Nick Summers is a technology journalist for The Next Web. He writes on all sorts of topics, although he has a passion for gadgets, apps and Nick Summers is a technology journalist for The Next Web. He writes on all sorts of topics, although he has a passion for gadgets, apps and video games in particular. You can reach him on Twitter, circle him on Google+ and connect with him on LinkedIn.
LG confirmed today that it will be launching a white version of its popular Nexus 4 smartphone on May 29, starting with Hong Kong before a wider roll-out across Asia, North America, Europe and the Middle East in the coming weeks.
The refreshed Nexus 4 will be equipped with exactly the same hardware as its predecessor, including a 4.7-inch display with a 768×1280 resolution (318 ppi). It’s powered by a 1.5 GHz quad-core Qualcomm APQ8064 Snapdragon processor, as well as 2GB of RAM and either 8GB or 16GB of internal storage.
There’s an 8-megapixel rear-facing camera capable of shooting 1080p video at 30 frames per second, as well as a weaker 1.3-megapixel counterpart on the front. It also features the same non-removable 2100 mAh battery and doesn’t support LTE connectivity.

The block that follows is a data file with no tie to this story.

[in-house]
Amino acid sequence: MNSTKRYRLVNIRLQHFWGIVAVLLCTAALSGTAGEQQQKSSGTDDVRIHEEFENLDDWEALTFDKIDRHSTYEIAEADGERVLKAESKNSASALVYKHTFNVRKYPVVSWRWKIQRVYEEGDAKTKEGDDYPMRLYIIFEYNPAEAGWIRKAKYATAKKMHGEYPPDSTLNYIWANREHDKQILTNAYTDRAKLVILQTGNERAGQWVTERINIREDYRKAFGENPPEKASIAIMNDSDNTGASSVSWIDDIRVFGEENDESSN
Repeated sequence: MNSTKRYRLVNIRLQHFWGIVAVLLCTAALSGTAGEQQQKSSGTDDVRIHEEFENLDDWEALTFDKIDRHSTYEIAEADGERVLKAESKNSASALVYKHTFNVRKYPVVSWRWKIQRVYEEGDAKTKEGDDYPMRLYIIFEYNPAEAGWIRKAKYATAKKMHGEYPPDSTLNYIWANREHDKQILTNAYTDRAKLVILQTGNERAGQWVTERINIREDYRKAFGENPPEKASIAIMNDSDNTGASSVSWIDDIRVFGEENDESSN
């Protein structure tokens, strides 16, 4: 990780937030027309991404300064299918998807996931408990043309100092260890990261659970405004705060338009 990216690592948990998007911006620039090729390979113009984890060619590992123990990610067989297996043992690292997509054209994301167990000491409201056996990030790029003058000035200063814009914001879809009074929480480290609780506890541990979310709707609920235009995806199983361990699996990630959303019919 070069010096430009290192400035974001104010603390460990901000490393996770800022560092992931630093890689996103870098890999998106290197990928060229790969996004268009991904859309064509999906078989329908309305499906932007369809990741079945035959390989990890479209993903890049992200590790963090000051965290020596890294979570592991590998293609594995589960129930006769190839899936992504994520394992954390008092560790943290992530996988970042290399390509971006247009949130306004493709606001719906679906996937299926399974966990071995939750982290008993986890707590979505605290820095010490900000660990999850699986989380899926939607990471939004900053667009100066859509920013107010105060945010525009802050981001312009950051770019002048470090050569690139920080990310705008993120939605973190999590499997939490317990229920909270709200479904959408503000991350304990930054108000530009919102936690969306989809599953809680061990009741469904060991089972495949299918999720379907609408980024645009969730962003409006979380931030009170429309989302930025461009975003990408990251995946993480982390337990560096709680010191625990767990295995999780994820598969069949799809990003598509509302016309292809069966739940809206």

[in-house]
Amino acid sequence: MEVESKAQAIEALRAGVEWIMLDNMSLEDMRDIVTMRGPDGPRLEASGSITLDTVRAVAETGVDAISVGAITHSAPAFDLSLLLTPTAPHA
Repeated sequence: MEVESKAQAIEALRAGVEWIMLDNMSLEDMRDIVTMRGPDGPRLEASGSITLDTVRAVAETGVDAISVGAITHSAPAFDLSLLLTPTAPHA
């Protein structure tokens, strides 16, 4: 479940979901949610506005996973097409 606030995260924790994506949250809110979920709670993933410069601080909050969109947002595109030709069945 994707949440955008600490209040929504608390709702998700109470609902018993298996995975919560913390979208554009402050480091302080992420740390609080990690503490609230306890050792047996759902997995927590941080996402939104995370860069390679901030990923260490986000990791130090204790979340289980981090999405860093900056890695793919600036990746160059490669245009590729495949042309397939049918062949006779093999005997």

Perhaps most importantly, the white Nexus 4 runs stock Android out of the box, without any form of pre-installed skin, themes or apps (i.e. bloatware) from LG.
The original Nexus 4 is still an incredibly affordable device, but faces some stiff competition these days from the Samsung Galaxy S4 and HTC One. Both have received considerable spec bumps over their predecessors – the Galaxy S3 and HTC One X – but cost considerably more than the Nexus 4 as a SIM-free version.
There’s no word on pricing for the white Nexus 4 just yet, but we’re betting it will be similar, if not the same as the black color variant.
Google also unveiled a ‘Google Edition’ of the Samsung Galaxy S4 at its annual I/O developer conference. The new variant also runs stock Android out of the box, making it a compelling choice for developers and those looking for a so-called ‘pure’ Android experience on their smartphone.
Related: The beautiful, powerful Nexus 4 proves that Google Now is the future
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